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April 24, 2005

The Value of Diversity

The United States, at this point in history, is the only superpower. Look around the United States at the names of the movers and shakers. Politicians, doctors, professors, business leaders--the people who have made, and will continue to make, the key decisions that affect the future of the country. You see names like Smith and Jones and Williams, but you also see Denisov and Baali and Mayoral and Vassilakis and Oshima.

Now look at a similar group in another country. Will you see this much diversity? In almost every case, the answer is no. The people running Japan are Japanese. The people running South Korea are Korean. The people running Germany are Germans.

This is not a knock on the abilities of Japanese, Koreans, or Germans. My point is that the United States has the ability to tap the entire population of the world, all 6+ billion people, to produce its next generation of leaders. "Ability" meaning that people can come here and be accepted and find a community. A lot of countries are extremely diverse (although to an American they may not appear to be). Russia is diverse. India is wildly diverse. But in how many countries could the child of immigrants from another country be elected to government? Or just look at national sports teams...how many countries have "diverse" athletes representing them? Canada, England, maybe France and Australia, a Chinese gymnast competing for Switzerland...it's a pretty short list.

So as the United States confronts the new flat world that Thomas Friedman keeps nattering on about, the fact that it has such a broad talent pool to draw from is one of its biggest advantages (in addition to the built-in geographic advantage it enjoys -- large, full of natural resources, and a livable climate throughout).

(As an aside, it's interesting, if you search the web, how many countries are described as being the "most ethnically diverse" in a certain area. Obviously people see the value in this. But there's a difference between being ethnically diverse in your general population, and actually having an ethnically diverse ruling class.)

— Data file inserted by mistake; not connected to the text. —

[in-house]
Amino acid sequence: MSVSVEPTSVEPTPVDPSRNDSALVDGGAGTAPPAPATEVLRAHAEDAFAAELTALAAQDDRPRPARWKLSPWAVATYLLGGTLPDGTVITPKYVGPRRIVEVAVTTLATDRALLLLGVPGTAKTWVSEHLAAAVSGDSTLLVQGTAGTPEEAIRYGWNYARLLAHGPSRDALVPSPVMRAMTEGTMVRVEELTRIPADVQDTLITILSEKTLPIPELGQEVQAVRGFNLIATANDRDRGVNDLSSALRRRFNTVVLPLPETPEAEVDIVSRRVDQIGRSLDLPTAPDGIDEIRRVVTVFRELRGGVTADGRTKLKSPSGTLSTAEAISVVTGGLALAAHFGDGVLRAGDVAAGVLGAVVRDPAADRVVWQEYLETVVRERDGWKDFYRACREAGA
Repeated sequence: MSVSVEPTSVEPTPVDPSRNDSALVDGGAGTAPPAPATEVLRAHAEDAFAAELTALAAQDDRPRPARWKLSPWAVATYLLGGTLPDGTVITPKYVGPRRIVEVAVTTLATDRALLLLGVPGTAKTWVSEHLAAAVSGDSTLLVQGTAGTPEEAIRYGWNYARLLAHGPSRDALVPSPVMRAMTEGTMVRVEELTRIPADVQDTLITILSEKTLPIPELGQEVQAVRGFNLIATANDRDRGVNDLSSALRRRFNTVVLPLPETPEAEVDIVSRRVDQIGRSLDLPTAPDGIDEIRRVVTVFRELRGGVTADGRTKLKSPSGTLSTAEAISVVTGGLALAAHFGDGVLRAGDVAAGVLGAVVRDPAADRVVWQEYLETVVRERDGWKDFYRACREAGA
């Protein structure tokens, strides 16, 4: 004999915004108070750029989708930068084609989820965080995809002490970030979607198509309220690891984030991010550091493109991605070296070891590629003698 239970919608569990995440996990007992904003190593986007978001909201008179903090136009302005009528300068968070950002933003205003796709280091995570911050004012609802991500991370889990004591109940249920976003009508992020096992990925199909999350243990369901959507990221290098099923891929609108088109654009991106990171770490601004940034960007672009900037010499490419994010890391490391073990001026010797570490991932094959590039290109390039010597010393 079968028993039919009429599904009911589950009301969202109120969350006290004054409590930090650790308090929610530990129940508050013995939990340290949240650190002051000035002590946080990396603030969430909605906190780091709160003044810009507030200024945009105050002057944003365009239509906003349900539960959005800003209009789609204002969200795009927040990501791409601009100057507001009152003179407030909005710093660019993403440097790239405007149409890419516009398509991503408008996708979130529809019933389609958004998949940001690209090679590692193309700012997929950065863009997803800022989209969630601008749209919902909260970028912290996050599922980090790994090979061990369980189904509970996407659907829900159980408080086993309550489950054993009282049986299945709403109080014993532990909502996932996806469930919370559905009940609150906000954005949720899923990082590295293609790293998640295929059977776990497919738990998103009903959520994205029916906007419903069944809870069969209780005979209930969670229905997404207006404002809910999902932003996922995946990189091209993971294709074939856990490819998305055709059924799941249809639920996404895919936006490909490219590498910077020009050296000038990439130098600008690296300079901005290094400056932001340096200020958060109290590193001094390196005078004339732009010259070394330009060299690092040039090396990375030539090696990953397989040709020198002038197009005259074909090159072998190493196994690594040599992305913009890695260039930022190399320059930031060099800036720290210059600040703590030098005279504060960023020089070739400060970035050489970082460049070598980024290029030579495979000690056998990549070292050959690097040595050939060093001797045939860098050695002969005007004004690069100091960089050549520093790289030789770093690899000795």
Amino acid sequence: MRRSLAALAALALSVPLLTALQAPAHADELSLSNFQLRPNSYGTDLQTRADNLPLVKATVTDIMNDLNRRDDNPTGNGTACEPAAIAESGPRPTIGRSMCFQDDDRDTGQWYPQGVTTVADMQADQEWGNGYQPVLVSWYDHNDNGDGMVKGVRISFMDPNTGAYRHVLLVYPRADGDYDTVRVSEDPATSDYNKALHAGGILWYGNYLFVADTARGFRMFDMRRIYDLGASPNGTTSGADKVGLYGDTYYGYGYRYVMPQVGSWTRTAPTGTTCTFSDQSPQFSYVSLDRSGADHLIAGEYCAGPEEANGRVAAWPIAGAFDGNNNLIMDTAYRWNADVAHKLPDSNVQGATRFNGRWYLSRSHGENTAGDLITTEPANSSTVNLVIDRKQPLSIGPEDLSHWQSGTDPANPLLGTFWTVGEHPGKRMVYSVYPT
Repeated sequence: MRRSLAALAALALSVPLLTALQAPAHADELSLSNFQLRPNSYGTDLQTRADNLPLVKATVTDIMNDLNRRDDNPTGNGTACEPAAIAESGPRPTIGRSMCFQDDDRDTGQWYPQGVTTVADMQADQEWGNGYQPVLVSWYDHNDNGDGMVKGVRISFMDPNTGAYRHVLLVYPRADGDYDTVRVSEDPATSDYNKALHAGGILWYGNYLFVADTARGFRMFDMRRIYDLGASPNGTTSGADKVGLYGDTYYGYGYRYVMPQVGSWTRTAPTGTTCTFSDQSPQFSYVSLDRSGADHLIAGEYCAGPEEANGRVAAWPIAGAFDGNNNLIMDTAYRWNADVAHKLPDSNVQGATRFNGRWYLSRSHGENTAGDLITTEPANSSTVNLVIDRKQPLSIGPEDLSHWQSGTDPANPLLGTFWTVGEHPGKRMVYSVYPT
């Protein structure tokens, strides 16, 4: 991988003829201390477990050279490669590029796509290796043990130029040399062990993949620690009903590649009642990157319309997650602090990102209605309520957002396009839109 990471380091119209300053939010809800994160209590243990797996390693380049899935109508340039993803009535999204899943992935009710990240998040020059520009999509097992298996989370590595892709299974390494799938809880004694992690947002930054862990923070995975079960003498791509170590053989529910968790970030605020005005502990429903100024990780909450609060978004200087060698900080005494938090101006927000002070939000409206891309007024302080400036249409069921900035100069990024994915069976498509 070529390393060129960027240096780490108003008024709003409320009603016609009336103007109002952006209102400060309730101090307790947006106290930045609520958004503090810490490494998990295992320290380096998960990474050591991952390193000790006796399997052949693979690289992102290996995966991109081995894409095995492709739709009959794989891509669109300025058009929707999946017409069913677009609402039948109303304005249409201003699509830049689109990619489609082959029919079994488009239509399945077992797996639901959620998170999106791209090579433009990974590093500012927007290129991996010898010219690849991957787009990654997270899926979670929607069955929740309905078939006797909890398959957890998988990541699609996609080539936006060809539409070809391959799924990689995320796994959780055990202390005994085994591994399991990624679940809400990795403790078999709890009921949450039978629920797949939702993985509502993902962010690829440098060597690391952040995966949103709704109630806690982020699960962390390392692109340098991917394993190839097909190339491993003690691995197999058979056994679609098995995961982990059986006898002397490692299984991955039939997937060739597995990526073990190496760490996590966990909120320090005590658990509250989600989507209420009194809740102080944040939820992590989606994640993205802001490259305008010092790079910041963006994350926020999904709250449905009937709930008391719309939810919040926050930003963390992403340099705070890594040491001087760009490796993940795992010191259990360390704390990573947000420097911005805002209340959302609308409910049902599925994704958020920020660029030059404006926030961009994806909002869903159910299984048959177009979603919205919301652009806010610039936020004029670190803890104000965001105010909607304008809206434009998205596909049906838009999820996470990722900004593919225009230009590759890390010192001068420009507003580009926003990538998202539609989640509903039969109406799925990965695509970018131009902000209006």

(And of course, because of its relatively short history, the notion of who is "ethnically American" is less clear than for most other countries. But for these purposes, it refers to the Northern European Caucasians who founded the country).

Now look at Microsoft. Microsoft reminds me of cruise ships in one interesting way. On cruise ships I have been on, the staff comes from a wide variety of countries. This is because non-US-flagged ships can have employees who aren't eligible to work in the U.S., which allows the company to pay people less (it also increases the chance that a guest will find someone who can speak their language, so there is somewhat of a customer service aspect to it). But the cruise lines do have a requirement that all staff can read and speak English--and in my experience, they hire people who speak excellent English. So you wind up with a staff which is entirely composed of non-Americans, yet they all interact seamlessly in English.

Microsoft has the same melting pot aspect to it. There are people from all over the world, all interacting in English. When I started in 1990, I recall being struck by how monochromatic the employee base was, compared to the startup I worked for in New Jersey. That's probably why the executive ranks today are less diverse than the general employee population. But the company overall is much more diverse now, and over time that will filter into upper management.

So Microsoft has made itself more diverse since 1990, the same period where it experienced its greatest success. And as Microsoft competes in the software industry and beyond, the diversity of its employees, and the abililty to draw from as wide a pool as possible, needs to continue to be one of its advantages. It is helped in this, of course, by the fact that the company is in the United States, and that it is situated in a "blue" (Democratic-leaning) state, which tend to be more diverse than the "red" (Republican-leaning) states (which to me is one of the main reasons that the red states tend to be so severely on the economic dole from the blue states).

It's not just ethnic diversity, of course, it's all kinds of diversity, including sexual orientation. So it is naive of Microsoft to think that supporting laws that most directly affect it (more visas, tax breaks for R&D, etc) is more important than supporting laws that promote diversity.

(The list of names above, incidentally, was taken from a list of ambassadors to the United Nations.)

Posted by AdamBa at April 24, 2005 08:37 AM

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